May 11, 2022 - Podcast

Episode 266 — An opioid rescue patch, and detecting cancer

With the number of overdose deaths in America continuing to be of grave concern, at Indiana University, researchers are developing a life-saving patch that can detect and treat an opioid overdose. The patch is roughly the size of a nicotine patch and has sensors that measure the wearer’s blood oxygen level, respiratory rate, pulse rate and blood pressure. That information is sent to the wearer’s smartphone, which uses artificial intelligence to detect changes indicative of an impending overdose. Artificial intelligence helps determine whether a person is at risk of developing respiratory depression before blood oxygen levels drop dangerously low. If the risk for respiratory depression is high, naloxone is administered directly through the patch to reverse the overdose. The device will be useful for people under a physician’s care who take opioids for medical conditions, says Ken Mackie, a professor at IU and one of the patch’s developers. If the opioid dosage changes or if it is switched from a long-acting to a short-acting version, for example, there is a greater risk of overdose, he says. Because oxygen levels, pulse rates and blood pressure can change due to other causes, the team must be certain the naloxone dose is administered only when respiratory depression is imminent. Mackie and his colleague, Feng Guo, a bioengineer at IU and the primary developer of the device, are currently working to train the algorithm to differentiate between conditions and make the device as accurate as possible, Guo says.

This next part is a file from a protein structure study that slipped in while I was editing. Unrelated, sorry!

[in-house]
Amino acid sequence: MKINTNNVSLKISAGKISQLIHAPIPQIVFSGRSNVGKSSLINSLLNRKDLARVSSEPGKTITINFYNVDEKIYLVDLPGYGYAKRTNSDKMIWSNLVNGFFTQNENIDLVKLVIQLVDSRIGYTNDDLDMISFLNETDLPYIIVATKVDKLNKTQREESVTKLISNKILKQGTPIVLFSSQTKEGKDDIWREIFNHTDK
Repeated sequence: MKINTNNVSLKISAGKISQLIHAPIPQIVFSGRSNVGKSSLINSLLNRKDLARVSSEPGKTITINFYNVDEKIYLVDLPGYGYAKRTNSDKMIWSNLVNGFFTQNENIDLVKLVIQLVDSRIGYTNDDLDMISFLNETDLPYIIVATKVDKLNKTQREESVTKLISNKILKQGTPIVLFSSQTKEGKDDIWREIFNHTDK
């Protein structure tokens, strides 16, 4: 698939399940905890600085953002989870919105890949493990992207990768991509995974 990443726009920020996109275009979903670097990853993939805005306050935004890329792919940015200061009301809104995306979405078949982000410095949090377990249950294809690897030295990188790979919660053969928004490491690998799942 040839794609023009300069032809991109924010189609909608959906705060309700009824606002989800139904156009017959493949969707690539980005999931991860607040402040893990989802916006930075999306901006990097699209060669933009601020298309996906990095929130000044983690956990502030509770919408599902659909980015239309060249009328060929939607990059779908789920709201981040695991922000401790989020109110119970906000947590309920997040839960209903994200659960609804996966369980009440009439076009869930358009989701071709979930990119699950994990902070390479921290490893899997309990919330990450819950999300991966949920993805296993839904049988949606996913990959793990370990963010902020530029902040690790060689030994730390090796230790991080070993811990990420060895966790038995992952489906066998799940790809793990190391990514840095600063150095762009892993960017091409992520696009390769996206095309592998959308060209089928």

In other news, dogs have already shown the ability to detect cancer on human breath or urine, but is it possible ants could do the same thing more cost effectively? And could both dogs and ants one day be used to train artificial intelligence-powered devices to do the same thing? Researchers think so. The hope is that animals trained to detect cancer could save lives by detecting tiny trace amounts of chemicals known as volatile organic compounds early in the disease. To take it a step further, researchers are exploring if they can identify the volatile organic compounds related to a particular cancer, and then artificial intelligence can be used for diagnostic purposes.  IUPUI researcher Mangilal Agarwal is trying to develop nano-sensors that are as accurate and sensitive as a dog or an ant. Such a sensor could not only diagnose but offer daily, non-invasive surveillance for people at risk of certain types of cancer. It could also help monitor a person’s treatment progress, as the sensor could measure a decline in cancer-related volatile organic compounds. Having an at-home test, like a breathalyzer or a pee stick, could help monitor the condition in real time, Agarwal says. He and his colleagues are currently working on developing portable equipment that can be used to help them identify specific volatile organic compounds related to various cancers without using the huge, expensive mass spectrometer instruments in the lab. Scientists are also working through issues with confounding smells, such as medications that might mask a specific volatile organic compound. Agarwal says it’s possible for biotechnology to mimic an animal’s ability to detect medical conditions, but can it be more accurate than a dog or an ant? That question remains unknown, he says.